Dean: “All Killer, No Filler makes a big promise with its title, but it absolutely delivers. The songs are really tight – only a quarter break three minutes – and every one has a killer hook. ‘Summer’ and ‘Nothing on My Back’ are so good that it feels like a real shame they weren’t released as singles, but then again, most pop punk bands would give anything to write just one single as good as any of the album tracks on All Killer, No Filler.
It’s definitely on the more comic side of pop punk, especially with its bookends, the spoken-word prophecy of doom ‘Introduction to Destruction’ (‘The dark armies then will come, when the Sum is 41’) and the Iron Maiden tribute ‘Pain for Pleasure’, which ends with drummer Steve Jocz screaming ‘Satan is his name!’ in an ear-shattering falsetto. Lead single ‘Fat Lip’ shows the influence of the Beastie Boys in its joke-laden verses (‘Storming through the party like my name is El Niño’) and bridge, which ends with the line ‘The doctor said my mom should have had an abortion’ echoing on a delay.
But like much great pop punk, it’s both funny as hell and also a really great album about depression, self-loathing and bad relationships from a young adult perspective. ‘Heart Attack’ in particular has aged really well: ‘turn my head, it’s back to bed with no delay/can’t be bothered by the phone ten times today/why get up, my morning doesn’t even start ’til two/forget reality, waking up is hard to do’.”
Bleed American (2001) – Jimmy Eat World
Ciara: “Here’s the thing about ‘The Middle’: it should be the lamest, worst thing in the world, a condescending saccharine pile of shit that you can’t listen to without cringing. And I’m sure it is that for a lot of people, because, I mean, it sincerely tells you to try your best and just be yourself. Inspirational pop songs are quite possibly the hackiest thing there is, and even when they work as pop songs – like ‘I Will Survive’ – they’re basically never actually inspirational. And ‘The Middle’ is loaded with clichés, it’s not some kind of subversion of the trope. But what’s amazing about it is that it works anyway, somehow: if I hear it on the radio I grin from ear to ear, and it legitimately soars. It’s not because it does anything to try to elevate itself above inspirational pop – it just does what it is with a complete and total sincerity that is incredibly disarming.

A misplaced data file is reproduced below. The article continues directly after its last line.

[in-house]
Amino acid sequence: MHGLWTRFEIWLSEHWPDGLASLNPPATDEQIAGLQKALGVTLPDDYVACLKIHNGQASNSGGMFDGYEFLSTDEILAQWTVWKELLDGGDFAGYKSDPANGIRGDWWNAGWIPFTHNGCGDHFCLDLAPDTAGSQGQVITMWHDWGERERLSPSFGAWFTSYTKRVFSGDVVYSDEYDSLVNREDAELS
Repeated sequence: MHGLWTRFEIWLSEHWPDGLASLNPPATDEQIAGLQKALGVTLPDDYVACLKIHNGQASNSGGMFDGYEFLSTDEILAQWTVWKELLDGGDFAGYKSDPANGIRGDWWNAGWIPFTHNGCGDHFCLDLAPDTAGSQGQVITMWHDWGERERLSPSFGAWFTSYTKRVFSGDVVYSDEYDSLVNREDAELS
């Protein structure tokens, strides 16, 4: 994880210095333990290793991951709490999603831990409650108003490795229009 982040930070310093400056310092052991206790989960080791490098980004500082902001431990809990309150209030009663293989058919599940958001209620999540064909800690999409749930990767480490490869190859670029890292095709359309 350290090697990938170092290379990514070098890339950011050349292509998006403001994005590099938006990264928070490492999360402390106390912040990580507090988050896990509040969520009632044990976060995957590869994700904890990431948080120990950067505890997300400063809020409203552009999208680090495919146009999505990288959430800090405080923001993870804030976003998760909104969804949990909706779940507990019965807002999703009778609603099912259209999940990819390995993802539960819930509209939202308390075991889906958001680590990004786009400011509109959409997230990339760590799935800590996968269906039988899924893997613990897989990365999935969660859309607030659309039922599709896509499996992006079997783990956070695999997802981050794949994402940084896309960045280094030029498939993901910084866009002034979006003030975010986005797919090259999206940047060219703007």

But Bleed American is also so much more than ‘The Middle’. It’s a much more simple, direct record than its predecessor, Clarity: it’s a pop-rock album, ‘open-hearted [and] shiny-sounding,’ doing what it does sincerely and well. It opens with one of my favourite three-song runs on any album, going from the angsty rock of ‘Bleed American’ (AKA ‘Salt Sweat Sugar’) to the fuck-the-world-let’s-dance bittersweet nostalgia jam ‘A Praise Chorus’ to the pure perfection of ‘The Middle’. But there isn’t a bad song on the thing: every song works in some kind of lizard-brain way, like they must have existed forever because they could hardly be made by clumsy human hands. Bleed American is less the sound of selling out than the sound of a band with wisdom and scars deciding to make athematic pop-rock just because maybe we deserve to be happy every once and awhile.”